By Ben Cohen: In an incredibly long winded and monotonous rant on his Guardian blog Glenn Greenwald lambasts the progressive media for making hollow promises to hold President Obama more accountable after beating Mitt Romney in the general election. Greenwald makes some interesting and valid points, but the lecturing aggressiveness is unbelievably tiring to say the least.
I’ve said this before, and I’ll say it again: Glenn Greenwald is an exceptional journalist who has done an enormous amount of good on issues pertaining to civil liberties in the US. His work is well substantiated, cogently argued and often powerfully written making his contribution to the national dialogue extremely important. But Greenwald makes himself completely inaccessible to the very people he should be trying to reach if he wants to have real impact, and confines himself to the self congratulating rantosphere alongside fellow ideologues like Jane Hamsher and the rest of the FireDogLake bloggers.
Here’s Greenwald on the progressive media that he argues blindly follows President Obama regardless of the ethical implications:
As for the vow that media progressives will now criticize Obama more and hold him more accountable, permit me to say that I simply do not believe this will happen. This is not because I think those who are taking this vow are being dishonest – they may very well have convinced themselves that they mean it – but because the rationalization they have explicitly adopted and vigorously advocated precludes any change in behavior.
Over the past four years, they have justified their supine, obsequious posture toward the nation’s most powerful political official by appealing to the imperatives of electoral politics: namely, it’s vital to support rather than undermine Obama so as to not help Republicans win elections. Why won’t that same mindset operate now to suppress criticisms of the Democratic leader?
I don’t necessarily find fault with Greewald’s argument here – he is provably right that the mainstream progressive media failed to draw attention to serious civil rights and foreign policy issues leading up to the election, but his relentless hounding of the left wing media and wild generalizations about their aims says more about him than anything else. Greenwald believes that the Left wing media is guilty by omission – they don’t overtly criticize Obama’s foreign policies or civil rights abuses, so therefore they must support them. The logic is completely ridiculous given Greenwald could be found guilty of supporting Republicans using the same line of thinking. Greenwald (very) occasionally writes about Republicans and the right wing media, but spends most of his time attacking the hypocrisy of the Democrats and the left wing media. All well and good. He has the right to do that, and I don’t think the lack of attention he pays to the Republicans means he supports their agenda. But the same goes for left leaning publications and media figures. Just because many of them choose to focus their attentions on the dangers posed by the Republican Party does not mean they explicitly support drone killings or Obama’s policies towards the Palestinians.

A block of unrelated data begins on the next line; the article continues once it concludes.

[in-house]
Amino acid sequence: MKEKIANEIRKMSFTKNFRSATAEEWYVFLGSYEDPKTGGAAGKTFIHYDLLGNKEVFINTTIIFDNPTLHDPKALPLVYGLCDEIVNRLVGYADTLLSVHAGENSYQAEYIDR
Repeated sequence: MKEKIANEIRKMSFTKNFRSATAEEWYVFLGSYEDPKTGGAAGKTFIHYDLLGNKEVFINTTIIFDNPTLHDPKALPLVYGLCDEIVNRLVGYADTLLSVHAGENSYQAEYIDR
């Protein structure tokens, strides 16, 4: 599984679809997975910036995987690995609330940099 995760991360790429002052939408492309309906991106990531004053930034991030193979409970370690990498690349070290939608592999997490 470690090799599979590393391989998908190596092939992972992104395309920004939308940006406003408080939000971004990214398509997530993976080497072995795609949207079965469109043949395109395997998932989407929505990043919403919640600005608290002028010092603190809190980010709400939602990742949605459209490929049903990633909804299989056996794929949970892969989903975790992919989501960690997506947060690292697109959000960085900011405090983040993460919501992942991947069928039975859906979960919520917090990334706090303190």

Generally speaking, I am supportive of President Obama and have written extensively on why it is crucial he remains in office. I believe the threat posed by the Republican Party is extreme, both from a domestic and foreign policy point of view. I won’t go into detail, but I think there is a strong argument to made that the Democratic Party is the only institution left protecting the country from complete capitulation to corporate interests and the military industrial complex, and must be kept in power in order to preserve what is left of functioning government. That does not mean that I support the President and the Democrats when it comes to their ties to Wall St, his acquiescence to the military chiefs, the use of drones, the signing of the NDAA or the unconditional support of Israel. I don’t specialize in civil rights issues or international law, so don’t spend massive amounts of time writing about them. I have particular interests that I like to cover, and I won’t try to pretend to my readers that I am an expert on issues I haven’t researched thoroughly. This doesn’t mean I don’t have opinions on those issues, I just don’t tend to cover them as much. I do regularly criticize Obama on Israel and the economy, because those are topics are have a particular interest in. That’s my business and I don’t expect everyone to share my interests or take on them.
The problem with Greenwald is that just because he believes Obama’s failings on civil liberties issues and the sorry state of the American media are the most important topics on the planet, everyone else has to agree with him.
Objectively speaking, both mine and Greenwald’s interests are small fry in comparison to environmental issues. Obama’s use of drones and the treatment of Bradley Manning in prison aren’t exactly pressing when compared to the wholesale destruction of vital life sustaining eco systems and the rapid heating of the planet. I’m sure Greenwald cares about these issues, as I do, but probably isn’t as interested in them as he is his own pet topics. And just because we don’t write about them doesn’t mean we don’t feel they are incredibly important.
Personally, I see Greenwald’s excessive ranting against the President and other progressives as counterproductive, not because he’s wrong, but because it gets harder and harder to listen to him.
Ben Cohen is the editor and founder of The Daily Banter. He lives in Washington DC where he does podcasts, teaches Martial Arts, and tries to be a good father. He would be extremely disturbed if you took him too seriously.